40Hz to 160Hz (adjustable), 18 dB/oct. First stage analog, subsequent stages digital.
Microphone Powering
  • Mic XLRs: 48V via 6.8k resistors, 10mA each
  • Mic 3.5mm: 3V @ 3k source Z
Limiters
Limiter at all gain stages, range > 40dB. First stage analog, subsequent stages digital.
DAC feeding Stereo Out, Headphone Out
32 bit precision; 115dB dynamic range (A-weighted)
L/R Out
TA3 2-channel balanced, 1.1K max output impedance, +7.8dBu max output level
X1/X2 Out
3.5mm TRS stereo unbalanced, 500 ohm output Z, +7.8dBu max output level
Headphones Out
3.5mm TRS stereo unbalanced, for use with any impedance headphones
USB
  • Audio Interface (USB-C): 12-in/4-out; 44.1 to 96 kHz; 16/24-bit; Class-compliant USB 2.0 high speed or ASIO (supplied)
  • Mass Storage (USB-C): USB 2.0 high speed
  • Keyboard (USB-A): Text entry and control
Maximum Record Tracks
12 Tracks: Stereo mix + 10 ISOs
Sampling Frequency
  • 44.1 kHz
  • 47.952 kHz
  • 48 kHz
  • 48.048 kHz
  • 96 kHz
  • 192 kHz
Bit Depth
16, 24
Recording Storage
  • Type: SD, SDXC, SDHC Card
  • Max Storage Size: 512 GB (SDXC)
  • Card format: FAT32 (32GB or less) or exFAT (>32GB)
File Type
WAV (Broadcast Wave File Format) with embedded timecode stamp and metadata
Timecode Modes
  • Free Run
  • Time of Day (file stamped w/current ToD)
  • Rec Run
  • Ext LTC (file stamped w/incoming LTC on BNC or Aux 3.5mm)
  • HDMI TC (file stamped w/incoming TC from cameras that output TC over HDMI
Timecode Frame Rates:
  • Auto-detects (fps): 23.98 (same as 23.976)
  • 24
  • 25
  • 29.97DF
  • 29.97ND
  • 30
  • 30DF
Sync Source
Internal, Word Clock, Ext LTC
BNC In (TC In)
Switchable between Timecode (default) or Word Clock Input
  • Timecode: 20k ohm impedance, 0.3 V – 3.0 V p-p (–17 dBu – +3 dBu)
  • Word Clock: 10k ohm impedance, 1.5V p-p
BNC Out (TC Out)
Switchable between Timecode (default) or Word Clock Output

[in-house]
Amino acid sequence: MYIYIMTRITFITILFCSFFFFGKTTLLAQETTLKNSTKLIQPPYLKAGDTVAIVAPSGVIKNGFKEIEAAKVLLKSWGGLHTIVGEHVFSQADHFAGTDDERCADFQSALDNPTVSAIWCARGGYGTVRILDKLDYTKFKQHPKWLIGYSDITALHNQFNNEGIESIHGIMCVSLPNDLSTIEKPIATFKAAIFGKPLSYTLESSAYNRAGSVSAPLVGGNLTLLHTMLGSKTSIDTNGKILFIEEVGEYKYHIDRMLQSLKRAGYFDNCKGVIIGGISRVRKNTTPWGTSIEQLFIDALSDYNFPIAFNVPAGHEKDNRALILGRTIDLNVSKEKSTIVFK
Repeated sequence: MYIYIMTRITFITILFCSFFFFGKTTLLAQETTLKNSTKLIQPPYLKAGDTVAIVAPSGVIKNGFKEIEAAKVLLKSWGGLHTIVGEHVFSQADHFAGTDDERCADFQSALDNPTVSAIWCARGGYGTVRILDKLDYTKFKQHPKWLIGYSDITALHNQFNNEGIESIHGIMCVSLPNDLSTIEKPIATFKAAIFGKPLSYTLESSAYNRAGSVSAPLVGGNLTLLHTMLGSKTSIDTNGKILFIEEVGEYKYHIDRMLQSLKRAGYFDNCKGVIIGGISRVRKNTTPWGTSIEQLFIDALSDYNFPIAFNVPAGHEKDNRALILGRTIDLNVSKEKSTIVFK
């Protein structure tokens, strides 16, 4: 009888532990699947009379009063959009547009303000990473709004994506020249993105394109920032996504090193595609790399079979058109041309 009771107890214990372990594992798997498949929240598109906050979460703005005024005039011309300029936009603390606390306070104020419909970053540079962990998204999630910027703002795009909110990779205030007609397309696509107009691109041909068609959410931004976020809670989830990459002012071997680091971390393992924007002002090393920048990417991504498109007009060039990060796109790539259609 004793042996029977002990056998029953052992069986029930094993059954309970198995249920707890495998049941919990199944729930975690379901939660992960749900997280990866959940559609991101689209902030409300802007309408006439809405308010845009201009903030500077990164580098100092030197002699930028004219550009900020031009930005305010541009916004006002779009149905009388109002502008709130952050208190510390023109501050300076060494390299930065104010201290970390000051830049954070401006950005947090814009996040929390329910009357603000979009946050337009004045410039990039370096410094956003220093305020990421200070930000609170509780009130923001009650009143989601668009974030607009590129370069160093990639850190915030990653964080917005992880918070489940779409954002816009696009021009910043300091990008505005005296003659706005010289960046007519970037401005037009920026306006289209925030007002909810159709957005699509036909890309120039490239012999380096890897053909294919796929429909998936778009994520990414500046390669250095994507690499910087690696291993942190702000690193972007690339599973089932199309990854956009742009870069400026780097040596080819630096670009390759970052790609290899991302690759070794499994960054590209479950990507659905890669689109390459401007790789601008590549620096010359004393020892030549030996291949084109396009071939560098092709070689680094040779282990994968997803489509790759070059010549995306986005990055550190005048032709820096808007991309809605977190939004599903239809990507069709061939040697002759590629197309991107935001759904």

• Timecode: 1k ohm impedance, 3.0V p-p (+12 dBu)
  • Word Clock: 75 ohm impedance, 5V p-p
Remote Control
  • Bluetooth Smart: Wireless control using Wingman app
  • HDMI (micro): Auto-record start/stop trigger from cameras that output record flag over HDMI
  • Timecode: Auto-record start/stop trigger via Aux In timecode
Touch Screen
320x240; 1.6-inch, color, sunlight-viewable IPS LCD
Power
  • AA Batteries: 8x AA sled (included). NiMH recommended
  • L-Mount: Optional sled for 2x (hot-swappable) Li-ion batteries
  • AC Adapter: XL-WPH3: Universal, 45 W in-line AC-to-DC power supply Hirose 4-pin DC plug, with detachable IEC power cord. 100-240, 50/60Hz
Environmental
  • Operating: -20°C to 60°C, 0 to 90% relative humidity; (non-condensing)
  • Storage: -40°C to 85°C
Dimensions and Weight
  • Dimensions: 36 mm x 206 mm x 175 mm (H x W x D); 1.375” x 8.125” x 6.875”
  • Weight: .91 kg; 32.1 oz. (unpackaged, without batteries)

Price ~ $1,799.00

Sound Devices 633

Analog Inputs

Frequency Response
10 Hz to 40 kHz ± 0.5 dB, -3 dB @ 65 kHz (192 kHz sampling rate reference 1 kHz)
THD + Noise
0 .09% max (1 kHz, 22 Hz–22 kHz BW, fader at 0, 0 dBu output)
Equivalent Input Noise
-126 dBu (-128 dBV) maximum. (22 Hz – 22 kHz bandwidth, flat filter, trim control fully up)
Input Types
  • XLR Mic: active-balanced for use with ≤600 ohm mics, 4k ohm actual; 12V or 48V phantom power, 10 mA max
  • XLR AES: AES3 or AES42 (10 V power), SRC
  • XLR Line: active-balanced for use with ≤2k ohm outputs, 10k ohm actual
  • TA3 Line: active-balanced for use with ≤2k ohm outputs, 10k ohm actual
  • RTN (3.5 mm): unbalanced stereo for use with ≤2k ohm outputs, 30k ohm actual
Maximum Input Level
  • XLR Mic: 0 dBu (0 .78 Vrms)
  • XLR Line: +40 dBu (80 Vrms)
  • RTN (3 .5 mm): +24 dBu (12 .4 Vrms)
Maximum Gain
  • Mic-In-to-Line-Out: 91 dB
  • Mic-In-to-Aux-Out, -10 Out: 77 dB
  • Line-In-to-Line-Out: 39 dB
High-Pass Filters
Sweepable 80 Hz to 240 Hz, 12 dB/oct at 80 Hz, 6 dB/octave at 240 Hz
Microphone Powering (each analog Input selectable)
  • 12 V Phantom: through 680 ohm resistors, 10 mA per mic available
  • 48 V Phantom: through 6 .8k resistors, 10 mA per mic available
Analog Input Limiters (Inputs 1-3)
  • Affects the output of the mic preamps only (‘Trim’ stage) · +16 dBu threshold (fixed)
  • 20:1 limiting ratio
  • 1 mS attack time
  • 500 mS release time